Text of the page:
Asthma is a disease entity that all emergency department (ED) providers are expected to be able to manage both quickly and effectively. This is especially true in the pediatric population, where asthma is both the most common chronic disease of childhood and a leading reason for children to present to the ED.
In addition to mainstay therapies like beta-agonist inhalers and systemic steroids, the National Asthma Education and Prevention Program Guidelines also recommend that ED physicians “consider” initiating controller therapies like inhaled corticosteroids (ICS) at discharge. The thought process being that initiating these controller medications in the ED may decrease relapse rates, improve outcomes, and can be continued long-term by primary providers. Despite this, prescription of inhaled corticosteroids in the ED remain low.
Would prescribing such controller medications lead to an increased likelihood of continued use in the future?
In the pediatric population, is prescription of an inhaled corticosteroid at ED discharge, following a visit for asthma, associated with an increased rate of continued use of an inhaled corticosteroid as an outpatient?
Patients aged 1-18 years with persistent asthma defined as greater than 2 previous wheezing episodes treated with b-agonists; persistent symptoms as defined by the Pediatric Asthma Control Tool; plan for ED discharge; and an identified primary care provider for follow-up. Conducted at an urban academic children’s hospital ED.
Intervention subjects received a 1-month prescription for an inhaled corticosteroid (fluticasone or budesonide by age) in addition to standard asthma therapy and instructions given to all patients
Received standardized asthma education, an asthma action plan, and recommendation for primary care provider follow-up within 5 days
Primary: Occurrence of a patient filling a subsequent prescription for inhaled corticosteroid from their primary care provider
Secondary: Occurrence of asthma symptoms and measures of functional disability, asthma-related quality of life, and follow-up with a primary care provider
Single-center Randomized, Non-blinded, Controlled Trial
Inpatient or observation admission; previous ICU admission for asthma; contraindications to beta-agonists or systemic or inhaled steroids; comorbid chronic lung, sickle cell, heart disease, or immunodeficiency; lack of English-speaking guardian or a telephone for follow-up; and previous enrollment
- 147 patients randomized to the 2 treatment groups
- Intervention (prescribed ICS in ED), n = 71
- Control (No ICS prescription), n = 76
- Study was powered to demonstrate a proportion difference of 0.25 between control and intervention groups. With power set to 80%, a total sample size of 132 was needed.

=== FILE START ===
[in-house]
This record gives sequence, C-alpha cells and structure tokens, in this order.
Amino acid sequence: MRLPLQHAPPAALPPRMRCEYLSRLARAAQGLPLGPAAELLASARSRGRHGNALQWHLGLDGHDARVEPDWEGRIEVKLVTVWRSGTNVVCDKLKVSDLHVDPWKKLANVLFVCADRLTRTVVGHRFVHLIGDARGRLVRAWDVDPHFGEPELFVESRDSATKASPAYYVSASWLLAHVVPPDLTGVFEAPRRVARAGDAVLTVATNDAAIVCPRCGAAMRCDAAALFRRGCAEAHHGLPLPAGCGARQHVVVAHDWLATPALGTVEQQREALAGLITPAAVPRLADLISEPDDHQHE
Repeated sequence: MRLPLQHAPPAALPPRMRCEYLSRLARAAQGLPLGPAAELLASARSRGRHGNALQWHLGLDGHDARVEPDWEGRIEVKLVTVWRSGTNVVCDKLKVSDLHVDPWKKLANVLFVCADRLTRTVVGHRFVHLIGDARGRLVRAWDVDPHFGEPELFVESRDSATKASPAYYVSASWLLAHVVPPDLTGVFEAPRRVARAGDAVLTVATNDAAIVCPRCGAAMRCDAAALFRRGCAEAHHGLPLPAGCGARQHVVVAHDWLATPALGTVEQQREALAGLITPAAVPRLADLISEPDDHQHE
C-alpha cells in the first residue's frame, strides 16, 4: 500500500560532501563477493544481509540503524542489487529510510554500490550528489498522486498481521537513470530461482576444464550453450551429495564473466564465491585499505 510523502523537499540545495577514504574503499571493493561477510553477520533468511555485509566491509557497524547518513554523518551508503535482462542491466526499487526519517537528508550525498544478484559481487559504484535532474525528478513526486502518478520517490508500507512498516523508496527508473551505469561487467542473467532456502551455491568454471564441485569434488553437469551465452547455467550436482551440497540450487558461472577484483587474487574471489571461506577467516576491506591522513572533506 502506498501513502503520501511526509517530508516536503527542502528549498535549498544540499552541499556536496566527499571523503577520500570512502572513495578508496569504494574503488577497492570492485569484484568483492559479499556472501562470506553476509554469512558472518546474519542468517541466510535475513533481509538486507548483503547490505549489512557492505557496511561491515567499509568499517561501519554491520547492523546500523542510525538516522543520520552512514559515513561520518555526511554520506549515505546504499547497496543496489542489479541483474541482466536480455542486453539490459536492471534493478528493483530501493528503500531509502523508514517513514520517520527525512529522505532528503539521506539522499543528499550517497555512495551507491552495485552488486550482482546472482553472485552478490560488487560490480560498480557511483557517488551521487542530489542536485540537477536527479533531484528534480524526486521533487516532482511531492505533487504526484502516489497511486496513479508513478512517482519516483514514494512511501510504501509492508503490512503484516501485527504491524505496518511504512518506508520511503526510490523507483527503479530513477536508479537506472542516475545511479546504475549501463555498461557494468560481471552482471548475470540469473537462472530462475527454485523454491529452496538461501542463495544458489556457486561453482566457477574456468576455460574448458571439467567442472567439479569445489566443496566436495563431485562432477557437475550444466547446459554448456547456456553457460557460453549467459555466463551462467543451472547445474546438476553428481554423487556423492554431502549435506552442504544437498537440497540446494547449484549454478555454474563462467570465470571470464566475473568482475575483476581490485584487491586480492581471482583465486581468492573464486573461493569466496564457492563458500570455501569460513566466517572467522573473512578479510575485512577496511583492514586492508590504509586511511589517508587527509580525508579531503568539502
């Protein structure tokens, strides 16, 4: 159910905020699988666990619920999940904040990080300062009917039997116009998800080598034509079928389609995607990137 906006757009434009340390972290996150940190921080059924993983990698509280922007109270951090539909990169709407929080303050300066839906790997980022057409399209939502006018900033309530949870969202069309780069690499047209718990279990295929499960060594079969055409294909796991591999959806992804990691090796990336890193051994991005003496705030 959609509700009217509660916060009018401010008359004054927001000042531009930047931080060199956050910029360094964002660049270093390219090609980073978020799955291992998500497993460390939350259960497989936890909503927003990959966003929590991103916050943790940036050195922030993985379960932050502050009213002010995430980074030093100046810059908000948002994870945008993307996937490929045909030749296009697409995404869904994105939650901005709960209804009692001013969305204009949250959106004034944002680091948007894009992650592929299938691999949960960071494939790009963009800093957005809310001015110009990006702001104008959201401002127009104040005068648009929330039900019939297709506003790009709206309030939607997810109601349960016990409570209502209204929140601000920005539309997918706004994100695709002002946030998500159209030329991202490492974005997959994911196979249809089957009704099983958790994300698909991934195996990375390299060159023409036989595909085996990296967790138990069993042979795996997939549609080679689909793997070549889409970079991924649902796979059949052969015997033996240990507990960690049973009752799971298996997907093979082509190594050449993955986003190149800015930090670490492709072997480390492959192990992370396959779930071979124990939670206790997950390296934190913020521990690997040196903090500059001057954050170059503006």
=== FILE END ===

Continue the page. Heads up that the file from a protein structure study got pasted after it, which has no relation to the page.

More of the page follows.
- Primary endpoint: Had a PCP ICS prescription filled
- Overall: 19.0% (28/147)
- Intervention = 21.1% vs Control = 17.1%
- Absolute difference 4% (relative rate = 1.24; 95% CI 0.63 to 2.41)
- No statistically significant difference
- *53.5% of intervention group filled their ED ICS prescription
- Secondary Endpoint: Asthma symptoms, quality of life, follow-up
- 2 fewer days of daytime SOB and nighttime cough in intervention group @ 2 weeks
- No difference between groups in rate of PCP follow-up, functional limitations or quality of life
- First randomized controlled trial in children examining short-term outcomes after controller medication initiation during ED Asthma visit.
- Clinically relevant outcomes
- Randomization performed well
- Single urban center – may not be generalizable
- 30 % loss to follow up by telephone @ 8 weeks
- No blinding to patients or physicians
- Possibility patients received follow up prescriptions other than from PCP
“There was no difference in the proportion of patients who filled a primary care provider prescription after ED initiation of an inhaled corticosteroid. The intervention was associated with reduced reported symptoms but did not affect other asthma outcomes or primary care provider follow-up.”
Prescribing inhaled corticosteroids in the ED did not correlate with increased proportion of patients who filled PCP prescriptions. While reported symptoms were reduced, the unblinded nature of the intervention may have influenced this outcome.
Potential Impact To Current Practice
This study does not impact current practice. The choice to initiate inhaled corticosteroids in pediatric population remains up to the discretion of the ED provider.
ED prescription of ICS alone did not increase primary care provider prescription of an ICS. Further research may be directed at morbidity/mortality benefits, repeat ED presentations or other short-term effects on symptoms of ICS initiation in the ED.